"I love to build things from scratch," says screenwriter Aaron Guzikowski. That fondness for originality makes Guzikowski something of a rarity in Hollywood, where "based on" credits come attached at the hip for most studio-financed projects.
Instead of relying on comic books, Young Adult novels, Danish television shows, or memoirs for inspiration, Guzikowski prefers to invent stories out of whole cloth. His Prisoners script, filled with twists, turns, gore and moral quandaries, convinced Hugh Jackman to played an alcoholic survivalist who freaks out when his daughter gets abducted. Directed by Oscar-nominated Denis Villeneuve, Prisoners earned the kind of Metacritic scores usually reserved for award season art films.
Now Guzikowski turns his attention to a group of New Jersey Indians as the hook for his first TV series titled The Red Road.
Airing Thursdays on the Sundance TV, The Red Road takes place in an east coast enclave occupied by the Ramapough Indians. Until producer Sarah Condon sent him a newspaper article about the region, Guzikowski says, "I’d been living in New York city for years and had no idea that just 26 miles away you have this tribe of American Indians with no federal recognition living in the mountains of New Jersey."
Speaking from the suburban Los Angeles home he shares with his wife and two young sons, Guzikowski explains his jump from movies to television, talks about his fondness for Hieronymus Bosch and describes the power of screenplay visualization.
Guzikowski joins a recent migration of platform-agnostic storytellers who see cable television as the narrative land of opportunity. "As a writer in feature films," he explains, "You’re generally just responsible for the screenplay. Once it goes into production the director is king. What's great about television is that the writer runs the show. Since I’m interested in casting, the visual aspects of the the production, the whole thing, doing The Red Road for television was very appealing."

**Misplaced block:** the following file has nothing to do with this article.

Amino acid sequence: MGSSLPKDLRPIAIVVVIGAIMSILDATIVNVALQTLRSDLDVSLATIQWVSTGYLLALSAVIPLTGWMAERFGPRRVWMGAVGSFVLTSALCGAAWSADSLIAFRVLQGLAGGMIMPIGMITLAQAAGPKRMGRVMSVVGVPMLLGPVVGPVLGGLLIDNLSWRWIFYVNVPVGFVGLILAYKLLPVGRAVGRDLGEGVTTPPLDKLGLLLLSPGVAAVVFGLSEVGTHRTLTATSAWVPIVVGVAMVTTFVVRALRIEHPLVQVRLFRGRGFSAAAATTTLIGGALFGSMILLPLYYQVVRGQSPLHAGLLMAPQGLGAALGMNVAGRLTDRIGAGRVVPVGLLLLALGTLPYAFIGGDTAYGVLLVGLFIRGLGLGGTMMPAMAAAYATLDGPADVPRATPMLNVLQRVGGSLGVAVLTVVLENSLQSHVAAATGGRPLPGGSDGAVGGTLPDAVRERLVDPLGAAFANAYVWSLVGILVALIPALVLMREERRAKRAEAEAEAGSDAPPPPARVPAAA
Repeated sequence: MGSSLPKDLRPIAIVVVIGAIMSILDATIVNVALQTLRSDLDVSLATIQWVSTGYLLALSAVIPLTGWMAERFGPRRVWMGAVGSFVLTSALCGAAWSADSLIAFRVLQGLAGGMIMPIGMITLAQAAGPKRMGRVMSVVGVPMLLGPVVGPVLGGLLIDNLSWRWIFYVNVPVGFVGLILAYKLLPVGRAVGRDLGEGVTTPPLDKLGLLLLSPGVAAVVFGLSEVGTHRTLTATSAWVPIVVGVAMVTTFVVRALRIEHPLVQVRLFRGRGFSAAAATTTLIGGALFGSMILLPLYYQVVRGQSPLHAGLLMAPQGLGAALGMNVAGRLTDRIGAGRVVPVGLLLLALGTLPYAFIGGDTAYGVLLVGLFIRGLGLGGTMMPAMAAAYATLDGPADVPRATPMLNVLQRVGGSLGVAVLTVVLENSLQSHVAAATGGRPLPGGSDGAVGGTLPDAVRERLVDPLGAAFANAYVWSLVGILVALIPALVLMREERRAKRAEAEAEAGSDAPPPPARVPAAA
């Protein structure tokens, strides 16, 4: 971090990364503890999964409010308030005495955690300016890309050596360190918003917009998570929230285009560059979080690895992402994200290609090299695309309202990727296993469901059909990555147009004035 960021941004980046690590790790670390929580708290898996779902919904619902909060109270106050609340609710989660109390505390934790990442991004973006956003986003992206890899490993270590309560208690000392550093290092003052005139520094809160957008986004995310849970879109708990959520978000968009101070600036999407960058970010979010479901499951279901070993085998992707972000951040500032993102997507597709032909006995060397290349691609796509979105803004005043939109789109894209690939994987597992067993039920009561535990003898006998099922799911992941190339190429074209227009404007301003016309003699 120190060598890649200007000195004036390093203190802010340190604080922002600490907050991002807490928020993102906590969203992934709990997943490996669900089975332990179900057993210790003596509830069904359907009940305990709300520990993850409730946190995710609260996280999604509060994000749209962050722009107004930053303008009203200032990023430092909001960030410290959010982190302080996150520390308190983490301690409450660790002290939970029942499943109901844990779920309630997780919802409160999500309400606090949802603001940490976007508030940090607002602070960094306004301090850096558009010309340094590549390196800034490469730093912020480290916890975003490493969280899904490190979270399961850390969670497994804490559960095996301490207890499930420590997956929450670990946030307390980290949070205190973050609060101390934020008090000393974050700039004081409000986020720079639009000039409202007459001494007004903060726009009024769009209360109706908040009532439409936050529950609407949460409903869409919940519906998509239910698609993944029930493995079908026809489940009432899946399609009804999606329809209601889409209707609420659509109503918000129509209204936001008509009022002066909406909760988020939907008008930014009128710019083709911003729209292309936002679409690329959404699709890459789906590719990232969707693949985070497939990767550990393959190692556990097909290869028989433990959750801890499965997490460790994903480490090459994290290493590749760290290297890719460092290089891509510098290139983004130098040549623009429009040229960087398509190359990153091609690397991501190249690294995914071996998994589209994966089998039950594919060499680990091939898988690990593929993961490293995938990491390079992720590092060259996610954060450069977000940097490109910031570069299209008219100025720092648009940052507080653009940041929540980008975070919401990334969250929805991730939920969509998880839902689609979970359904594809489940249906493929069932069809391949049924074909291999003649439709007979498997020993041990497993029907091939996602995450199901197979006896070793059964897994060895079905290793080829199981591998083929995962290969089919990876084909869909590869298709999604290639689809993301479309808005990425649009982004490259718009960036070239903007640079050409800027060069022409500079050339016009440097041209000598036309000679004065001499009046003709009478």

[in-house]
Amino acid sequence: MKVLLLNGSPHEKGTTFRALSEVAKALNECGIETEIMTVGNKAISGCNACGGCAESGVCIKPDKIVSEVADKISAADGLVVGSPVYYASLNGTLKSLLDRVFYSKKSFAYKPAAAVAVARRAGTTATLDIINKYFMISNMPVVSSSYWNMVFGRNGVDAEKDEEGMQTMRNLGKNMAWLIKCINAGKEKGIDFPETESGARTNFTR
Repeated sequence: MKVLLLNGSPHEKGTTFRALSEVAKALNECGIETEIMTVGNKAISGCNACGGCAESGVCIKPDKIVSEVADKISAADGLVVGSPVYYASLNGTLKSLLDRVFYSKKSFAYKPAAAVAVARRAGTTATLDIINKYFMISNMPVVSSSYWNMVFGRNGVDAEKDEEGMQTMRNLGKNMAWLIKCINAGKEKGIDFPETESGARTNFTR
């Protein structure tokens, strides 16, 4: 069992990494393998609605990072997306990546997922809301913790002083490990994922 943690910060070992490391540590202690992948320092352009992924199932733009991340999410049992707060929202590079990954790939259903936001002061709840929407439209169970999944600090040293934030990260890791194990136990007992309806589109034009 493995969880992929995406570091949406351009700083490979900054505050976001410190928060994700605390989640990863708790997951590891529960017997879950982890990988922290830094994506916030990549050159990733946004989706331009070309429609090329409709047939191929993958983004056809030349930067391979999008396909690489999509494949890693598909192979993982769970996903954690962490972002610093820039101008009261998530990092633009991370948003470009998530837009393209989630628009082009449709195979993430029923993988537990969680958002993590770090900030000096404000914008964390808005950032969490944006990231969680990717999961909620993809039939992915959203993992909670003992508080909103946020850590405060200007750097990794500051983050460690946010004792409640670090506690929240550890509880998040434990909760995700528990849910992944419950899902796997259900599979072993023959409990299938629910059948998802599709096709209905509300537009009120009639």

Additonally, episodic TV accommodates the kind of narrative sprawl that would overwhelm the confines of a tight, two-hour feature film time framework. Guzikowski says, "Television gives you time to flesh things out and develop characters, almost like you would in a novel." By contrast, he says, "A feature film is very designed, more like a symphony. You can’t veer off the path too much because there just isn’t time."
Whether he's crafting a thriller for the big screen or TV, Guzikowski pays close attention to genre expectations. "There’s definitely mechanics involved," he says. "When you write a thriller you’re building a machine. You've got to pull people in early on, hit certain marks and keep them totally engaged all the way to the end."
Figuring out exactly when to dole out new revelations becomes an essential part of that process, Guzikowski notes. "How long is too long to wait for certain pieces of information? When does it feel like something's happening too soon? There’s a musicality to it in terms of the timing so I try to visualize the script and get into the rhythm."
Before he became a writer, Guzikowski attended Brooklyn's prestigious Pratt Institute to pursue a career in illustration. He still favors image over word when it comes to dreaming up stories. "I like to draw the scene in my head first and then write it down. If I visualize the scene in my mind, that's very useful for directors because then they know where the camera is, what the room looks For me, the toughest thing about screenwriting is putting words to these ideas and explaining them verbally. It's much easier just to draw it."
As a child artist, Guzikowski founded himself attracted to the gruesome visuals he would later admire in The Silence of the Lambs and Se7ven. "All the drawings I used to do were very Hieronymus Bosch-like," Guzikowski recalls. "I do have an affection for darkness but I wouldn't say I'm grim. After all these horrific things go down in my stories, I like to see someone emerge with some semblance of a happy ending."
It remains to be seen how happy The Red Road's characters will wind up being by the time season one concludes in April. The dysfunctional crew include a hallucinating housewife (Julianne Nicholson); her corrupt husband cop (Martin Henderson); their reckless teenage daughter (Tamara Tunie); the volatile young Indian she's secretly dating (Kiowa Gordon); and most importantly, the mysterious six-foot, five-inch tall Indian king pin played by Jason Momoa (Khal Drogo in Game of Thrones).
Contending with one hit and run accident, a missing college student and assorted drug-addled behavior, they all screw up seriously at one point or another. "That’s what makes it fun," Guzikowski laughs. "Whether they fall into the category of hero or villain, if you drill down into these characters and look at their past and motivations and build them from birth to the day we meet them, that grey zone is always interesting to explore. And it’s always exciting to find new ways to do the old tricks."